2008: In the heart of the market: A place for children
At the intersection of the Great North Road and the Tanzania Zambia Railway is a small, bustling town called Kapiri Mposhi. It is a market town, where goods of all kinds can be found.
Thanks to an Early Child Care and Development (ECCD) Centre named Amundame, which from the Lenje language translates to “Take Care of Me,” one important thing is found less and less frequently in Kapiri Mposhi’s markets during school hours, children.
This unique ECCD centre was originally opened and supported by the Maureen Mwanawasa Community Initiative (MMCI), a foundation whose namesake is Zambia’s former First Lady.
According to Michael Banda, UNICEF Zambia Education Specialist, the centre is special because of its focus on Kipiri Mposhi’s most vulnerable children.
“The children of women who work in the markets need extra attention. Almost from the day they are born, they are taken to the markets. As they grow older, they are relegated to play under the tables, with little or no was interaction with others and barely any food. There is food everywhere being sold, but that is saved for generating income, not feeding children. Cognitively and nutritionally, these children are the hungriest,” he says.
Amundame is a community-based school run by a few paid staff and numerous volunteer caregivers from the community. Gaining community support – or in this case, market support, as the market is the community force here – has not been difficult. Aggrey, deputy coordinator of the centre, explains, “Most of the parents here are illiterate. They are from small villages and have been marketers their whole lives. But now they see the value of sending their children to school as early as possible. They see that their children are stimulated, bringing home poems that they have written and recited. The children are becoming smarter, and the parents are proud and glad to send their children here.”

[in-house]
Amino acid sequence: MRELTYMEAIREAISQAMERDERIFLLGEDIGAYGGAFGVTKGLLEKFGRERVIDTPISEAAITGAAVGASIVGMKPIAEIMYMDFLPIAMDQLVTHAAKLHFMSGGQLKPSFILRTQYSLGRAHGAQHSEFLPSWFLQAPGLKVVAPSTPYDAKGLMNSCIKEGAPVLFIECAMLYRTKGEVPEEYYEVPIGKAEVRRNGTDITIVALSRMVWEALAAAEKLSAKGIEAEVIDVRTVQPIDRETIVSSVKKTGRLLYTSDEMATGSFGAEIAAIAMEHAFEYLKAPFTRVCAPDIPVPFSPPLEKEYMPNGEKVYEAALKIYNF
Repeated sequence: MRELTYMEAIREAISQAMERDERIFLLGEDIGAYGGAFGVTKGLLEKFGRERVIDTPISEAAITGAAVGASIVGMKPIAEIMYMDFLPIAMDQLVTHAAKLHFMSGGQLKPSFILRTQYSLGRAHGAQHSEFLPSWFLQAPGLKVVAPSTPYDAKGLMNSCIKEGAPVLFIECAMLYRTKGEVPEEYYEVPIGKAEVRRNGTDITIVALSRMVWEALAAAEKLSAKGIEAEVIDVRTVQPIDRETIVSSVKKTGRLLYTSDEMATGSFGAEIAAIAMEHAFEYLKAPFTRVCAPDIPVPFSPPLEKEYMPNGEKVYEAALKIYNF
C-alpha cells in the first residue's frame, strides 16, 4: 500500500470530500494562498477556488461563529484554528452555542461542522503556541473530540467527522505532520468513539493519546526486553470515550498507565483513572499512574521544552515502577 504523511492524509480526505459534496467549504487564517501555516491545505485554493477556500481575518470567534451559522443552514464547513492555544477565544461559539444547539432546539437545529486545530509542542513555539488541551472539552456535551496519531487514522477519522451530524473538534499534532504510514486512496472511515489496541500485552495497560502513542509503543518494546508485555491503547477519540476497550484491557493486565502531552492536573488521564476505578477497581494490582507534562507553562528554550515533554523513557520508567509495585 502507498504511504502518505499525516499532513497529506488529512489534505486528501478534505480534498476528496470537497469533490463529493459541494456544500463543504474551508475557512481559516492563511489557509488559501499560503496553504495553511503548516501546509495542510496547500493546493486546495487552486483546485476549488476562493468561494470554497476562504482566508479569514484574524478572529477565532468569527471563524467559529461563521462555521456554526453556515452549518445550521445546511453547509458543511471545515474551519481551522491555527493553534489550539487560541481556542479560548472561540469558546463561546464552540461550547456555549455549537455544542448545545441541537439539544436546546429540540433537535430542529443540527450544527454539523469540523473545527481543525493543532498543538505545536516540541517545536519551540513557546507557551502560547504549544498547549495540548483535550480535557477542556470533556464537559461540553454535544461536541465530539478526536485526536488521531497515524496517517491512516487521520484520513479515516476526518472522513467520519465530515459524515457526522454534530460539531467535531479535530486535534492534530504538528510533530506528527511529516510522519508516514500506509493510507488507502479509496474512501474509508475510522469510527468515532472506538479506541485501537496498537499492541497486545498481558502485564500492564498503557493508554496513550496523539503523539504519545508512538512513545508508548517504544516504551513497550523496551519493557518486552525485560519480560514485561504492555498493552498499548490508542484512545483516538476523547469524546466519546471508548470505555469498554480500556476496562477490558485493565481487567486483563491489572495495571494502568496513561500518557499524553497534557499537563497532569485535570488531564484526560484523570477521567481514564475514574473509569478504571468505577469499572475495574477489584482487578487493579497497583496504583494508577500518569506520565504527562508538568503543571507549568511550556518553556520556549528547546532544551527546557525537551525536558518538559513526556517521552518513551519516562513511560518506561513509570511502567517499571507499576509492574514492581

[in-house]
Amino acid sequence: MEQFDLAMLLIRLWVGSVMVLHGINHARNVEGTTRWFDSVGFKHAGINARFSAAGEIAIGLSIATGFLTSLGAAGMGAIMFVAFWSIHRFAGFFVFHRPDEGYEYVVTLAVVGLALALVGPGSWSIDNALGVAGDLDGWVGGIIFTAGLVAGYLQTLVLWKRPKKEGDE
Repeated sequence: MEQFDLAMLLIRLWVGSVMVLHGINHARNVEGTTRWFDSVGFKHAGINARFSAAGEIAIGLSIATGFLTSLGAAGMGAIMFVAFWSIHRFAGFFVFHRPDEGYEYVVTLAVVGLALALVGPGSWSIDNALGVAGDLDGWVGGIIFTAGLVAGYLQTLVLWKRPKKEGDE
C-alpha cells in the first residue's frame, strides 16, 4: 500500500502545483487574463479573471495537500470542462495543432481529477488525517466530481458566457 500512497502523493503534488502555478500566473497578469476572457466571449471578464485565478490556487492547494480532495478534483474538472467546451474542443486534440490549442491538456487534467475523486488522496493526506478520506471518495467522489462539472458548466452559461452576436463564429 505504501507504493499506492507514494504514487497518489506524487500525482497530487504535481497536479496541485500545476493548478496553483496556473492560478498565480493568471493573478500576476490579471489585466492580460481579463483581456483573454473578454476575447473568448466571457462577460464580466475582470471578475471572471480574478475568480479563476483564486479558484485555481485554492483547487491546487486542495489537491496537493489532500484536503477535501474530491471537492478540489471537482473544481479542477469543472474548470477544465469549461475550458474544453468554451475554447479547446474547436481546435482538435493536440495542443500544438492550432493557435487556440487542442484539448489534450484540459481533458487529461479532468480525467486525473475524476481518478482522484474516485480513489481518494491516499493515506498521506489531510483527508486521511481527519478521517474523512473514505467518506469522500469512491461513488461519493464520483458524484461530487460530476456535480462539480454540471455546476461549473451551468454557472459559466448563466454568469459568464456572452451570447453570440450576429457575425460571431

Ruth, Amundame head coordinator, echoes Aggrey’s comments.
“By the time they graduate to primary school – which means entering the Government school system at age 7 – they are often ahead of other children who have not been enrolled in preschool. Teachers report that these children have a greater capacity to learn and interact in school,” she concludes.
In the last several years, community-based schools have developed such positive reputations in Zambia, particularly within the Ministry of Education, that the Government is encouraging more communities totake the lead for early childhood development and education programmes. Global studies also confirm the effectiveness of community-based schooling, especially those that serve the development of young children at the earliest stages of cognitive and intellectual growth.
Along with success and innovation, however, come challenges. At the Kapiri Mposhi centre, space is a major issue. Enrolment at the centre currently stands at full capacity; about 160 children, ages 9 months to 6 years, attend classes five days a week. The local market council is responsible for recruiting and selecting children for the school term, but due to space limitations restrictions have been imposed. Only one child per family can enroll each term.
“It’s a challenging job,” Ruth says. “One must really have the heart to work with very young children. They have so many needs. Some are orphans because their parents are dead from HIV and AIDS. Many are sickly with asthma, anemia, and are even HIV positive themselves. They are hungry. Sometimes this is the only place where they get a full meal all day. We do growth monitoring to make sure that they are progressing properly. But on holiday, when they are not here daily, they lose weight. It is a difficult job that requires a heart for children.”
Lunch represents another ingredient in the centre’s recipe for success: its contribution to the local market economy. The centre goes to great lengths to make sure that its food and supplies are procured locally, supporting the local marketers, and ultimately, the local economy.
“It’s equally important that the marketers feel invested in the school. Without their support and encouragement, the children would still be on their mothers’ backs or under the tables. The centre provides economic incentive as well, freeing mothers to trade their goods, hopefully helping them to make a bit more money for their families,” UNICEF’s Banda explains.